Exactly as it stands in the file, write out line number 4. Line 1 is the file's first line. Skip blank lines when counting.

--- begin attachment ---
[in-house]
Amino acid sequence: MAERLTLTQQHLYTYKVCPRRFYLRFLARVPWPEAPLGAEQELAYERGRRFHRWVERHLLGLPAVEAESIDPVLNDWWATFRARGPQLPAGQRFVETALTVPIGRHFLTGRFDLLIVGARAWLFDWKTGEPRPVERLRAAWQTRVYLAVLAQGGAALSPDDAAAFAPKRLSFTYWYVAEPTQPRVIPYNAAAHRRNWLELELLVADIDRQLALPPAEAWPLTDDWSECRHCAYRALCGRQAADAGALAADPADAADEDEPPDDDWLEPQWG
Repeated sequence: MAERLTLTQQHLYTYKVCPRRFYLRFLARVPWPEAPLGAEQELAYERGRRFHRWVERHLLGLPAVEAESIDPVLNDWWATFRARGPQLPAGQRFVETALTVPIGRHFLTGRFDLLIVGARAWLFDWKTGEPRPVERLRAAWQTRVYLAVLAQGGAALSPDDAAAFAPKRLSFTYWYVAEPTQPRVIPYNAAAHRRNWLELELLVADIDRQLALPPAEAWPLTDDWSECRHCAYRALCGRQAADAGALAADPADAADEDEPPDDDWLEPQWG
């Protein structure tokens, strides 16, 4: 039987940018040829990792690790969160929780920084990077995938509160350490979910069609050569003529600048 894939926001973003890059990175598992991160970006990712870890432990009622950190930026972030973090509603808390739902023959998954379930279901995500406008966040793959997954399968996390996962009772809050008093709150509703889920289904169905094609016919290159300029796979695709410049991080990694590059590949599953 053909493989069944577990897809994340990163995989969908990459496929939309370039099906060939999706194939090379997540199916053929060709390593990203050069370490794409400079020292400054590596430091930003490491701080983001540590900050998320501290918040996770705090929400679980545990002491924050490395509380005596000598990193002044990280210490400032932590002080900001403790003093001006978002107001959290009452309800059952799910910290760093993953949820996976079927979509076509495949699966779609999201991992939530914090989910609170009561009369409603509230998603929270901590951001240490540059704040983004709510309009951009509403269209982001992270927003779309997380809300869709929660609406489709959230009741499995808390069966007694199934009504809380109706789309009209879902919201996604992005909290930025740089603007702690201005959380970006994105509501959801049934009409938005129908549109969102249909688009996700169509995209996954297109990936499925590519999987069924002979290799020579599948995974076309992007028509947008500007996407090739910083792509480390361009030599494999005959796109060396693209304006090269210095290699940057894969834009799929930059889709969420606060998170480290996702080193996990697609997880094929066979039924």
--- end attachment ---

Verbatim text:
């Protein structure tokens, strides 16, 4: 039987940018040829990792690790969160929780920084990077995938509160350490979910069609050569003529600048 894939926001973003890059990175598992991160970006990712870890432990009622950190930026972030973090509603808390739902023959998954379930279901995500406008966040793959997954399968996390996962009772809050008093709150509703889920289904169905094609016919290159300029796979695709410049991080990694590059590949599953 053909493989069944577990897809994340990163995989969908990459496929939309370039099906060939999706194939090379997540199916053929060709390593990203050069370490794409400079020292400054590596430091930003490491701080983001540590900050998320501290918040996770705090929400679980545990002491924050490395509380005596000598990193002044990280210490400032932590002080900001403790003093001006978002107001959290009452309800059952799910910290760093993953949820996976079927979509076509495949699966779609999201991992939530914090989910609170009561009369409603509230998603929270901590951001240490540059704040983004709510309009951009509403269209982001992270927003779309997380809300869709929660609406489709959230009741499995808390069966007694199934009504809380109706789309009209879902919201996604992005909290930025740089603007702690201005959380970006994105509501959801049934009409938005129908549109969102249909688009996700169509995209996954297109990936499925590519999987069924002979290799020579599948995974076309992007028509947008500007996407090739910083792509480390361009030599494999005959796109060396693209304006090269210095290699940057894969834009799929930059889709969420606060998170480290996702080193996990697609997880094929066979039924």